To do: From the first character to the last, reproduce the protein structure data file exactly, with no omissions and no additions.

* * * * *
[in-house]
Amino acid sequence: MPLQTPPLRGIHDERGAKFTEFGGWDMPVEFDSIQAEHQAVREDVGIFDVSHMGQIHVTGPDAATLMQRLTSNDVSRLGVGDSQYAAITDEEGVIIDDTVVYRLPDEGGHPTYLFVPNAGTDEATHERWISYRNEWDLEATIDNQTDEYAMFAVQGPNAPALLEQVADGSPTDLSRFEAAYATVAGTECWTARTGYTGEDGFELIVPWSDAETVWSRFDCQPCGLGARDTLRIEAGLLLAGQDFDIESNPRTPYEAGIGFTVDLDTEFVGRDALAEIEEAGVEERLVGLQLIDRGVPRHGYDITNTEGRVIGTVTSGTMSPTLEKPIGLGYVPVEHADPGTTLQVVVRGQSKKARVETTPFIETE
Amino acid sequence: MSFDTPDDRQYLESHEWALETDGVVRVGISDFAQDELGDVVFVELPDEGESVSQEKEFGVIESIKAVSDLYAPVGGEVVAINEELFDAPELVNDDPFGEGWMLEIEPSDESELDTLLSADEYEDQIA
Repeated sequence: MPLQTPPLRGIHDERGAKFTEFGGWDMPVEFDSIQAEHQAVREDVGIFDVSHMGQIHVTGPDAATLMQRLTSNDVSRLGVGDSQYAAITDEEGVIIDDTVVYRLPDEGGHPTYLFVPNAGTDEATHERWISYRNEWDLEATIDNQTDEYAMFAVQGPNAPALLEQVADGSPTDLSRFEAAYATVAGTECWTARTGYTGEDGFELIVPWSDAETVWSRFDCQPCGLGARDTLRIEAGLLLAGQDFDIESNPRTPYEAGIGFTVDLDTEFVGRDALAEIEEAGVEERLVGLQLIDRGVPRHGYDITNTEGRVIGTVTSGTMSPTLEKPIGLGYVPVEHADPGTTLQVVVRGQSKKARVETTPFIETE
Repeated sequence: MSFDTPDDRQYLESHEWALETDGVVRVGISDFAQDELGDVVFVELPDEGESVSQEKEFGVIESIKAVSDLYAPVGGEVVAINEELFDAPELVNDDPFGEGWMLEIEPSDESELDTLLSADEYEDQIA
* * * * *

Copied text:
[in-house]
Amino acid sequence: MPLQTPPLRGIHDERGAKFTEFGGWDMPVEFDSIQAEHQAVREDVGIFDVSHMGQIHVTGPDAATLMQRLTSNDVSRLGVGDSQYAAITDEEGVIIDDTVVYRLPDEGGHPTYLFVPNAGTDEATHERWISYRNEWDLEATIDNQTDEYAMFAVQGPNAPALLEQVADGSPTDLSRFEAAYATVAGTECWTARTGYTGEDGFELIVPWSDAETVWSRFDCQPCGLGARDTLRIEAGLLLAGQDFDIESNPRTPYEAGIGFTVDLDTEFVGRDALAEIEEAGVEERLVGLQLIDRGVPRHGYDITNTEGRVIGTVTSGTMSPTLEKPIGLGYVPVEHADPGTTLQVVVRGQSKKARVETTPFIETE
Amino acid sequence: MSFDTPDDRQYLESHEWALETDGVVRVGISDFAQDELGDVVFVELPDEGESVSQEKEFGVIESIKAVSDLYAPVGGEVVAINEELFDAPELVNDDPFGEGWMLEIEPSDESELDTLLSADEYEDQIA
Repeated sequence: MPLQTPPLRGIHDERGAKFTEFGGWDMPVEFDSIQAEHQAVREDVGIFDVSHMGQIHVTGPDAATLMQRLTSNDVSRLGVGDSQYAAITDEEGVIIDDTVVYRLPDEGGHPTYLFVPNAGTDEATHERWISYRNEWDLEATIDNQTDEYAMFAVQGPNAPALLEQVADGSPTDLSRFEAAYATVAGTECWTARTGYTGEDGFELIVPWSDAETVWSRFDCQPCGLGARDTLRIEAGLLLAGQDFDIESNPRTPYEAGIGFTVDLDTEFVGRDALAEIEEAGVEERLVGLQLIDRGVPRHGYDITNTEGRVIGTVTSGTMSPTLEKPIGLGYVPVEHADPGTTLQVVVRGQSKKARVETTPFIETE
Repeated sequence: MSFDTPDDRQYLESHEWALETDGVVRVGISDFAQDELGDVVFVELPDEGESVSQEKEFGVIESIKAVSDLYAPVGGEVVAINEELFDAPELVNDDPFGEGWMLEIEPSDESELDTLLSADEYEDQIA